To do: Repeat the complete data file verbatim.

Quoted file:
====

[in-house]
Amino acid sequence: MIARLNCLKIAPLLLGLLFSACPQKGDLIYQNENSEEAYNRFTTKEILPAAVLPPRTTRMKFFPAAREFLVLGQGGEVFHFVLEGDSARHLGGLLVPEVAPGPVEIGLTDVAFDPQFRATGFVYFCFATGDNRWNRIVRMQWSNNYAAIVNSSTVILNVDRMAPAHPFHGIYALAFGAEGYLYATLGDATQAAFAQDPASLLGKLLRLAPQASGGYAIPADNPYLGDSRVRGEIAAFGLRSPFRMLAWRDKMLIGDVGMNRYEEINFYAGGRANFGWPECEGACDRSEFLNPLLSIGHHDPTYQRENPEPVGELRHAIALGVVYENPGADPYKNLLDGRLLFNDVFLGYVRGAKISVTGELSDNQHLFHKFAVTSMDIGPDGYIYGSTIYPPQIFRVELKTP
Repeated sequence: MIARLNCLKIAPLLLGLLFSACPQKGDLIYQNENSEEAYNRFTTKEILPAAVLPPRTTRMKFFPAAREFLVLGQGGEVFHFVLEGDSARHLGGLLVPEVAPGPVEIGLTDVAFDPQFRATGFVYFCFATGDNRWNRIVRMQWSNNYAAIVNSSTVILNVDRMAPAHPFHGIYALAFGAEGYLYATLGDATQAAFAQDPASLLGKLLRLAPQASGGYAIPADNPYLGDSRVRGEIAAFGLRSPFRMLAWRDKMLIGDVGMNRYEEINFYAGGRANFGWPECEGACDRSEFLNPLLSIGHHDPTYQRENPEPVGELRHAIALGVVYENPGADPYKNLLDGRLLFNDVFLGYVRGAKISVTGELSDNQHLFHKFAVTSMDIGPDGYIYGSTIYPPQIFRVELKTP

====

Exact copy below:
[in-house]
Amino acid sequence: MIARLNCLKIAPLLLGLLFSACPQKGDLIYQNENSEEAYNRFTTKEILPAAVLPPRTTRMKFFPAAREFLVLGQGGEVFHFVLEGDSARHLGGLLVPEVAPGPVEIGLTDVAFDPQFRATGFVYFCFATGDNRWNRIVRMQWSNNYAAIVNSSTVILNVDRMAPAHPFHGIYALAFGAEGYLYATLGDATQAAFAQDPASLLGKLLRLAPQASGGYAIPADNPYLGDSRVRGEIAAFGLRSPFRMLAWRDKMLIGDVGMNRYEEINFYAGGRANFGWPECEGACDRSEFLNPLLSIGHHDPTYQRENPEPVGELRHAIALGVVYENPGADPYKNLLDGRLLFNDVFLGYVRGAKISVTGELSDNQHLFHKFAVTSMDIGPDGYIYGSTIYPPQIFRVELKTP
Repeated sequence: MIARLNCLKIAPLLLGLLFSACPQKGDLIYQNENSEEAYNRFTTKEILPAAVLPPRTTRMKFFPAAREFLVLGQGGEVFHFVLEGDSARHLGGLLVPEVAPGPVEIGLTDVAFDPQFRATGFVYFCFATGDNRWNRIVRMQWSNNYAAIVNSSTVILNVDRMAPAHPFHGIYALAFGAEGYLYATLGDATQAAFAQDPASLLGKLLRLAPQASGGYAIPADNPYLGDSRVRGEIAAFGLRSPFRMLAWRDKMLIGDVGMNRYEEINFYAGGRANFGWPECEGACDRSEFLNPLLSIGHHDPTYQRENPEPVGELRHAIALGVVYENPGADPYKNLLDGRLLFNDVFLGYVRGAKISVTGELSDNQHLFHKFAVTSMDIGPDGYIYGSTIYPPQIFRVELKTP